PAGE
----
The theme of this year’s conference is on the topic of materialism in world politics. In contrast to the dominant discourses of neorealism, neoliberalism and constructivism, the materialist position asks critical questions about rational actors, agency in a physical world, the role of affect in decision-making, the biopolitical shaping of bodies, the perils and promises of material technology, the resurgence of historical materialism, and the looming environmental catastrophe. A large number of critical writers in International Relations have been discussing these topics for some time, yet the common materialist basis to them has gone unacknowledged. The purpose of this conference will be to solidify this important shift and to push its critical edges further. Against the disembodied understanding of International Relations put forth by mainstream theories, this conference will recognize the significance of material factors for world politics.

What We (Should Have) Talked About at ISA: The Politics of Humanity and The Ambiguous History of Human Rights – Part III

This is the final post in a series laying out a set of interrelated arguments I presented at this year’s ISA conference. The first post looked at the nature of human rights claims, while the second considered how rethinking human rights in terms of contestation over the ambiguous meaning of humanity as a political identity affects our understanding of the history of human rights. In the final post I suggest a positive ethos, enabled by attending to human rights in terms of agonism and pluralism.

Human Rights as a Democratising Ethos

In part 1, I analysed human rights as an attempt to offer a universal moral justification of political authority. This is a perennial political question, but one which is reconfigured by talk of “human rights”, as the political identity of humanity opens up question over who is included in political community, as well as the boundaries that define such communities. The stakes of the question of human rights – offering a universal account of who is included as a rights bearing member of the political community, and the legitimate order of that community – lead to a profound anxiety over justifications. The moral reasons we have to uphold human rights should be weighty, powerful and certain – or so the logic dictates.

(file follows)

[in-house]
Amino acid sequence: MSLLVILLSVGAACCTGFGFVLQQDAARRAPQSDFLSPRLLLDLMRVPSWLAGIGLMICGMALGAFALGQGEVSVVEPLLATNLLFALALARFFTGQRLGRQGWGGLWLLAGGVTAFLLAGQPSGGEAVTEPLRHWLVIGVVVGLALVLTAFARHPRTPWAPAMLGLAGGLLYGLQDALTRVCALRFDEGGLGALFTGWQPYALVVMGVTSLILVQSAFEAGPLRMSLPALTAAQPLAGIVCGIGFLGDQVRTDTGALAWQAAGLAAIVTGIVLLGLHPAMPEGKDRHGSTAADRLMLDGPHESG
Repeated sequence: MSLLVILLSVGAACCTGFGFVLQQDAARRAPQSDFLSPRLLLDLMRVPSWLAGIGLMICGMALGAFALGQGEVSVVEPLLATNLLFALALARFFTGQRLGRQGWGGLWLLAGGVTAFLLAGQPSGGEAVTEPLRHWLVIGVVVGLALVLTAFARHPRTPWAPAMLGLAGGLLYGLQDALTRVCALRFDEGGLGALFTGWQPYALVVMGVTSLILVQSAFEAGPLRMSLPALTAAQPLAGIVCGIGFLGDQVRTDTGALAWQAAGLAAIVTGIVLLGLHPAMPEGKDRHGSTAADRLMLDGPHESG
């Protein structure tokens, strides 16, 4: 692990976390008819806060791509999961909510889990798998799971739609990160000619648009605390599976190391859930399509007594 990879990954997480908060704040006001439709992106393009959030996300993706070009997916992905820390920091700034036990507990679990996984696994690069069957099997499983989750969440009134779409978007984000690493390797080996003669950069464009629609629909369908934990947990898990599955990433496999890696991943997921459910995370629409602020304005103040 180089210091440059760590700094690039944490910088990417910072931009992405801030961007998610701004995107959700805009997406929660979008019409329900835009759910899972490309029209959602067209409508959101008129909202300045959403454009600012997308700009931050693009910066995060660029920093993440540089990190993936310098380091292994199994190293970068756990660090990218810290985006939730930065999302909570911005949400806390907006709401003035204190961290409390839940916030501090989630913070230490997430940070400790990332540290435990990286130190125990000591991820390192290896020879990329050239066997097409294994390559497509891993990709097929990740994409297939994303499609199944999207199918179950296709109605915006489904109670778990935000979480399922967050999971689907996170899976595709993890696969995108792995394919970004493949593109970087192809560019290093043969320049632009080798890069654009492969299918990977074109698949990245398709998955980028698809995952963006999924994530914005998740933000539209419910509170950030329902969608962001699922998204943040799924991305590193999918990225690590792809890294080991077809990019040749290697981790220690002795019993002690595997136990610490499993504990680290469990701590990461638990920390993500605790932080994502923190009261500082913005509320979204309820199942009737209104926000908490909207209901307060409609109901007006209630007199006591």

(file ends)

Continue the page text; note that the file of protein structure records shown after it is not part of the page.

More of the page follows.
What emerges from this logic is an essentially legislative understanding of human rights, in which moral principles give justification for the necessary and minimal law to grant legitimacy to the universal vision of both individual and community. If this moral law is to be more than an imposition of power, a merely effective positive law, it must involve a universal moral appeal that cannot be denied in order to secure human rights as the necessary law of legitimate authority. In this regard Habermas’ defense of moral universality and human rights are indicative and sophisticated examples. (Habermas 1992, 1998)

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What We (Should Have) Talked About at ISA: The Politics of Humanity and The Ambiguous History of Human Rights – Part I

Men cannot live without seeking to describe and explain the universe to themselves. The models they use in doing this must deeply affect their lives, not least when they are unconscious; much of the misery and frustration of men is due to the mechanical or unconscious, as well as deliberate, application of models where they do not work… The goal of philosophy is always the same, to assist men to understand themselves and thus operate in the open, and not wildly, in the dark.

-Isaiah Berlin, The Purpose of Philosophy